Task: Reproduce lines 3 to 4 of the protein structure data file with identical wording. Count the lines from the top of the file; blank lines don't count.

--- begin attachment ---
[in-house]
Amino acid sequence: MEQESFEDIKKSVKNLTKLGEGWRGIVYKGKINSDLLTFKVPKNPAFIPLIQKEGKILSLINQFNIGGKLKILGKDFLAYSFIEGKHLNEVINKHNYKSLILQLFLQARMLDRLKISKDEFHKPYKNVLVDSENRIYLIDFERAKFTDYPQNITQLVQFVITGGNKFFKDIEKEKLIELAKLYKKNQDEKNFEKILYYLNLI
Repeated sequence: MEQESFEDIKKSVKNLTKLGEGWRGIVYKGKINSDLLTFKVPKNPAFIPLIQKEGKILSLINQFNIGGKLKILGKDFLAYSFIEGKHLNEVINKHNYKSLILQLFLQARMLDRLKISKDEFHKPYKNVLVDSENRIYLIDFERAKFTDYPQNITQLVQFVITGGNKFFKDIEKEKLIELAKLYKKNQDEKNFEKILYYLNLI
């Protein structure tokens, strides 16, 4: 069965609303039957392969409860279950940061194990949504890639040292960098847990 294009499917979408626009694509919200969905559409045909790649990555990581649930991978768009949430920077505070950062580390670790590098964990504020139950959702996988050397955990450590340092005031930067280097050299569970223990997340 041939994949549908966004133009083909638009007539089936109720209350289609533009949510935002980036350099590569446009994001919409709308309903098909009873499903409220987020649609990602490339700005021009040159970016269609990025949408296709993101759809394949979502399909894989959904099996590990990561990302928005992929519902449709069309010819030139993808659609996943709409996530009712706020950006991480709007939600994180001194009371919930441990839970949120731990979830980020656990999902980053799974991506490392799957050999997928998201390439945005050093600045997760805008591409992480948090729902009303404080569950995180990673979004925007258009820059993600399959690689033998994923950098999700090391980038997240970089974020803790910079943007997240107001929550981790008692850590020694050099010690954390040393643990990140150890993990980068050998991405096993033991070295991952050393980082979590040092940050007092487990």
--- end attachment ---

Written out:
Repeated sequence: MEQESFEDIKKSVKNLTKLGEGWRGIVYKGKINSDLLTFKVPKNPAFIPLIQKEGKILSLINQFNIGGKLKILGKDFLAYSFIEGKHLNEVINKHNYKSLILQLFLQARMLDRLKISKDEFHKPYKNVLVDSENRIYLIDFERAKFTDYPQNITQLVQFVITGGNKFFKDIEKEKLIELAKLYKKNQDEKNFEKILYYLNLI
């Protein structure tokens, strides 16, 4: 069965609303039957392969409860279950940061194990949504890639040292960098847990 294009499917979408626009694509919200969905559409045909790649990555990581649930991978768009949430920077505070950062580390670790590098964990504020139950959702996988050397955990450590340092005031930067280097050299569970223990997340 041939994949549908966004133009083909638009007539089936109720209350289609533009949510935002980036350099590569446009994001919409709308309903098909009873499903409220987020649609990602490339700005021009040159970016269609990025949408296709993101759809394949979502399909894989959904099996590990990561990302928005992929519902449709069309010819030139993808659609996943709409996530009712706020950006991480709007939600994180001194009371919930441990839970949120731990979830980020656990999902980053799974991506490392799957050999997928998201390439945005050093600045997760805008591409992480948090729902009303404080569950995180990673979004925007258009820059993600399959690689033998994923950098999700090391980038997240970089974020803790910079943007997240107001929550981790008692850590020694050099010690954390040393643990990140150890993990980068050998991405096993033991070295991952050393980082979590040092940050007092487990």